READ MORE: U.S. Immigration Timeline

The Kennedy's and the Immigration Act of 1965
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President Lyndon B. Johnson shakes hands with Senator Edward Kennedy (D-Mass.) as the senator's brother, Senator Robert F. Kennedy (D-N.Y.) looks on after the signing of the newly enacted immigration reform bill at the Statue of liberty.

Kennedys Saw Immigration Reform as Part of Civil Rights Movement

Immigration reform was also a personal project of John F. Kennedy, Chin notes, whose pamphlet written as a senator was published after his assassination as the book A Nation of Immigrants, and argued for the elimination of the National Origins Quota System in place since 1921.

Ted Kennedy, along with Attorney General and Sen. Robert Kennedy (D-N.Y.), were both proponents of the bill, in part to honor their brother and also because it was consistent with their general interest in civil rights and international cold war politics, Chin adds.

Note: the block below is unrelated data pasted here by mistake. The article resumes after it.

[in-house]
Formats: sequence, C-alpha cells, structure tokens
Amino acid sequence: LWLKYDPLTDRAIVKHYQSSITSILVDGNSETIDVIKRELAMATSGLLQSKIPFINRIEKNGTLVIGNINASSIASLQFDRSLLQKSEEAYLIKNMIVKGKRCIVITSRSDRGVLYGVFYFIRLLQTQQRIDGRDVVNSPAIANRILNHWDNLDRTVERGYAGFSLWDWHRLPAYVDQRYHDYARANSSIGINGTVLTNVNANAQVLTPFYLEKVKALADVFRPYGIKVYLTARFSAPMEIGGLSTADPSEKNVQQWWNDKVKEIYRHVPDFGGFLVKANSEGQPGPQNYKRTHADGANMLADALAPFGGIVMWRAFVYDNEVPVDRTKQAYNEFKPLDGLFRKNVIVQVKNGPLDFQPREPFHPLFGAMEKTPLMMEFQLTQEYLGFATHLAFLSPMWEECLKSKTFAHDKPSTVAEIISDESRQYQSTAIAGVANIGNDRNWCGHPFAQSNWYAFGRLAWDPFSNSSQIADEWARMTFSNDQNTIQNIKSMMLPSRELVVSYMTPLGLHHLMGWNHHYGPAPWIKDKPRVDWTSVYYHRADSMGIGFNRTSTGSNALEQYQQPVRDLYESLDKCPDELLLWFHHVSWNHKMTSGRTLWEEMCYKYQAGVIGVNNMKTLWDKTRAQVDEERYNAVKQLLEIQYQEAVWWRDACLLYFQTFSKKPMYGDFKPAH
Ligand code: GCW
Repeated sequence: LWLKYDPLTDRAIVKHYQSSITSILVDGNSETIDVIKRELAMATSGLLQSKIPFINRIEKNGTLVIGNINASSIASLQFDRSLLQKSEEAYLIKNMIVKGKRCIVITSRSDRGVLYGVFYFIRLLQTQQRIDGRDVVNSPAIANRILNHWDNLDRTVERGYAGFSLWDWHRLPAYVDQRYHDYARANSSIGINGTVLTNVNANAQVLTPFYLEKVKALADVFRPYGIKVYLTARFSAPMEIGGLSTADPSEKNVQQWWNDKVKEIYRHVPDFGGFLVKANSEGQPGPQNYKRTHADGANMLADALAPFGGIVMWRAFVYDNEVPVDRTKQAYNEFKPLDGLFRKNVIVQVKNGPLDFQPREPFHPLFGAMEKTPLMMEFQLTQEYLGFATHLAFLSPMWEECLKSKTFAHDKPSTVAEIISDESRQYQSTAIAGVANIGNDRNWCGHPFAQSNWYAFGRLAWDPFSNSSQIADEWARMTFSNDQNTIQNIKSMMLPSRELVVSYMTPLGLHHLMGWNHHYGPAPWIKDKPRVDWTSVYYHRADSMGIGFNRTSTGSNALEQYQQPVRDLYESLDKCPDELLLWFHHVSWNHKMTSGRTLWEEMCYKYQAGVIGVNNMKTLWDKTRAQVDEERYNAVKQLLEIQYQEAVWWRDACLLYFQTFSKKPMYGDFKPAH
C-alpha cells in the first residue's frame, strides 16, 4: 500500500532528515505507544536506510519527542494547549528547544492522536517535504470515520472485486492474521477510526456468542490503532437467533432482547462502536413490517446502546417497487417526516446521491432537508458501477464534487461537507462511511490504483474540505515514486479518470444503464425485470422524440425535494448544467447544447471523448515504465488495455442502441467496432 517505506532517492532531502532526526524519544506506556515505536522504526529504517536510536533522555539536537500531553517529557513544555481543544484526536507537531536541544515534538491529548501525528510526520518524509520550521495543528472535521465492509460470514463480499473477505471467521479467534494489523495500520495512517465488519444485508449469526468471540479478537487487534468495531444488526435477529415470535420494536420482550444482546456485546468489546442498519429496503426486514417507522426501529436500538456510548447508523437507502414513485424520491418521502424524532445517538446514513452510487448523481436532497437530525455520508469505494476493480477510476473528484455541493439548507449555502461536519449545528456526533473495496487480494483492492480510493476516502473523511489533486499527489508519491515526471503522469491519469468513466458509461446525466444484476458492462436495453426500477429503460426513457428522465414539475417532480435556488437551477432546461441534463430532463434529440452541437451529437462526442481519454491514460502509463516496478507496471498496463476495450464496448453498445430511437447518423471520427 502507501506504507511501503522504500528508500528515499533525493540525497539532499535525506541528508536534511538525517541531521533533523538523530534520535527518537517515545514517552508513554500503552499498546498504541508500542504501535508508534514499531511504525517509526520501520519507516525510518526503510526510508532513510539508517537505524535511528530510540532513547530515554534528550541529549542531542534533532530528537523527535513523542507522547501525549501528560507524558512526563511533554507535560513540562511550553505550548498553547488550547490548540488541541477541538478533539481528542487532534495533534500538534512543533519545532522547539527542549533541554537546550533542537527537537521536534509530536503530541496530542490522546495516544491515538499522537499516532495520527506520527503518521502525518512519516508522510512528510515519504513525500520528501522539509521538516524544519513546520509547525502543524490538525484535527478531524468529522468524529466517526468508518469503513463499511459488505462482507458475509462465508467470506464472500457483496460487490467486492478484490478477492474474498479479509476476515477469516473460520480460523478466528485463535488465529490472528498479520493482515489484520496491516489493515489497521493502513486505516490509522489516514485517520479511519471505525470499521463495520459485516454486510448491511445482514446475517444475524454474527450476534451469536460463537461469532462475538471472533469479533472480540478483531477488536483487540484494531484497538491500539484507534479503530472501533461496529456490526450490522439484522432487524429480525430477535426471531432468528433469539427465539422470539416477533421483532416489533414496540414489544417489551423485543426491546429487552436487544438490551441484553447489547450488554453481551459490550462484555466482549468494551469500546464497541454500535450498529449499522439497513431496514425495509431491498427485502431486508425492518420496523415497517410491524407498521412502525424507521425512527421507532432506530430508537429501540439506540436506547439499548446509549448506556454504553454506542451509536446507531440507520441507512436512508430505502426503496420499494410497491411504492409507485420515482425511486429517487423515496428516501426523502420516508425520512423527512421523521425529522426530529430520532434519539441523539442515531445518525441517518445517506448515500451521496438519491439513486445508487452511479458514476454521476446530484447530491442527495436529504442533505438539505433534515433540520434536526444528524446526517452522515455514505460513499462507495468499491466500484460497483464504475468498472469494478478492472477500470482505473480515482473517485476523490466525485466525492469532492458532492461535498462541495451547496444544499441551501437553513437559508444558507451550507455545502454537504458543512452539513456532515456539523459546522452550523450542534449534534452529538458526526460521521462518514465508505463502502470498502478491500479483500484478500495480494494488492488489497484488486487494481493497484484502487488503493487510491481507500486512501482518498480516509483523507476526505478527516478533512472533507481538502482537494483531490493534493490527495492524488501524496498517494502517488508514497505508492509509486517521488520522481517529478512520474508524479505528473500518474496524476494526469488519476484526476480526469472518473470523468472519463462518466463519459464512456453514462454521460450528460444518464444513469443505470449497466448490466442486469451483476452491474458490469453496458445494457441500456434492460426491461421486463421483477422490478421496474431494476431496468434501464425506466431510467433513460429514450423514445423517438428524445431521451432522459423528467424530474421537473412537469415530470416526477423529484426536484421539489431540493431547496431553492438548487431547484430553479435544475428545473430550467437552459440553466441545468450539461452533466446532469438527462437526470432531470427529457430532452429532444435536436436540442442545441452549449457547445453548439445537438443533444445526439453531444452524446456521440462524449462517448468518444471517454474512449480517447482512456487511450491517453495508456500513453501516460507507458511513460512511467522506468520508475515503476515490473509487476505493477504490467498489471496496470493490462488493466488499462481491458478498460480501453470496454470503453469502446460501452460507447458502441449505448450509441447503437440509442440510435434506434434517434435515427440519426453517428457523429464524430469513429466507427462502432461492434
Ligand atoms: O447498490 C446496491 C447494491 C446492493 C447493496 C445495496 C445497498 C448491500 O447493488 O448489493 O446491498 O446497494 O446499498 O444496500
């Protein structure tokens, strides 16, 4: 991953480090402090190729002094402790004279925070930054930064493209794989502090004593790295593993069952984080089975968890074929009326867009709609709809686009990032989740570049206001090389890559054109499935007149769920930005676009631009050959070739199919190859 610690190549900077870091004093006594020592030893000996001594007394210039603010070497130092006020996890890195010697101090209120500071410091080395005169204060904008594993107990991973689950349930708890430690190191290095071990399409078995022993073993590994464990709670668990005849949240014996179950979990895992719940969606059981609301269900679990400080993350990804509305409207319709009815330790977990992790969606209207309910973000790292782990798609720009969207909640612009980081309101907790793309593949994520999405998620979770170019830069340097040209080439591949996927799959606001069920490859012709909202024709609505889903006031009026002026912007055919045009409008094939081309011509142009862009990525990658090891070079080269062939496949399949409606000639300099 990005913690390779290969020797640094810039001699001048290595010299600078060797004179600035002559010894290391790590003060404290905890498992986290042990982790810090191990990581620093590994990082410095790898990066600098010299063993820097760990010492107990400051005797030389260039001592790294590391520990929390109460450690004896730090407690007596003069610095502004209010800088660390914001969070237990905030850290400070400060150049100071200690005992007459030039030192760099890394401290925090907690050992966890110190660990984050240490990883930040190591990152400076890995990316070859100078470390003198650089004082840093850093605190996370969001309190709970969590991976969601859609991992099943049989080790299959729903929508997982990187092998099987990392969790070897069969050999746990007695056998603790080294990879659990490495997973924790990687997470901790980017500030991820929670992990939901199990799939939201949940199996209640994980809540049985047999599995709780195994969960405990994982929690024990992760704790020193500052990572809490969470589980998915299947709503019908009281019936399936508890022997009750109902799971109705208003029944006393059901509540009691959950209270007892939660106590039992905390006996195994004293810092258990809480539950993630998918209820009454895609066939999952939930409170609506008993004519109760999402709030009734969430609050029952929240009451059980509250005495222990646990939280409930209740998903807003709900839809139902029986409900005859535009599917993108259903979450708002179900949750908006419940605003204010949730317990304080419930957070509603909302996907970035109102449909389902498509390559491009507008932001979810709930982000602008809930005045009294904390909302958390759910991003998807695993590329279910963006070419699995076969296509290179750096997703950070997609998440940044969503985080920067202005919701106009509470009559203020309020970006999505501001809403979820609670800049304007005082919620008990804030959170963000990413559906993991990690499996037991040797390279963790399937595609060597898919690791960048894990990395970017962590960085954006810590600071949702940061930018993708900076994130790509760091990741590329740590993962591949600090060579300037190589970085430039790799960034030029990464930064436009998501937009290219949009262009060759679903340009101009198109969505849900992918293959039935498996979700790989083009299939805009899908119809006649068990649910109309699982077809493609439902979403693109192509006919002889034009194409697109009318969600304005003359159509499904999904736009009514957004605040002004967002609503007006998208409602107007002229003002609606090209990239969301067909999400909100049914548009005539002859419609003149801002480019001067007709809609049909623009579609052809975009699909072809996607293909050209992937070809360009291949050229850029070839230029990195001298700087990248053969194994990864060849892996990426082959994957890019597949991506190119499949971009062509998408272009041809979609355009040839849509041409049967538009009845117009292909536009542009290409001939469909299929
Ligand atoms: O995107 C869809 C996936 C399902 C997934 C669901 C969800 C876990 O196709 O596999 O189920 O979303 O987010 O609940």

“I think every sensible person in 1965 knew that the sources of immigration would change,” Chin says. “The more fundamental change, and the more fundamental policy, was the articulation by many legislators that it simply did not matter from where an immigrant came; each person would be evaluated as an individual. That kind of argument was novel, but consistent with the anti-racism of the Voting Rights Act of 1965 and the Civil Rights Act of 1964.”

The act, Edward Kennedy argued during the Senate floor debate, went to the “very central ideals of our country.”

“Our streets may not be paved with gold, but they are paved with the promise that men and women who live here—even strangers and new newcomers—can rise as fast, as far as their skills will allow, no matter what their color is, no matter what the place of their birth,” he said.

Changes Introduced by the Immigration Act of 1965

Among the key changes brought by the Hart-Celler Act: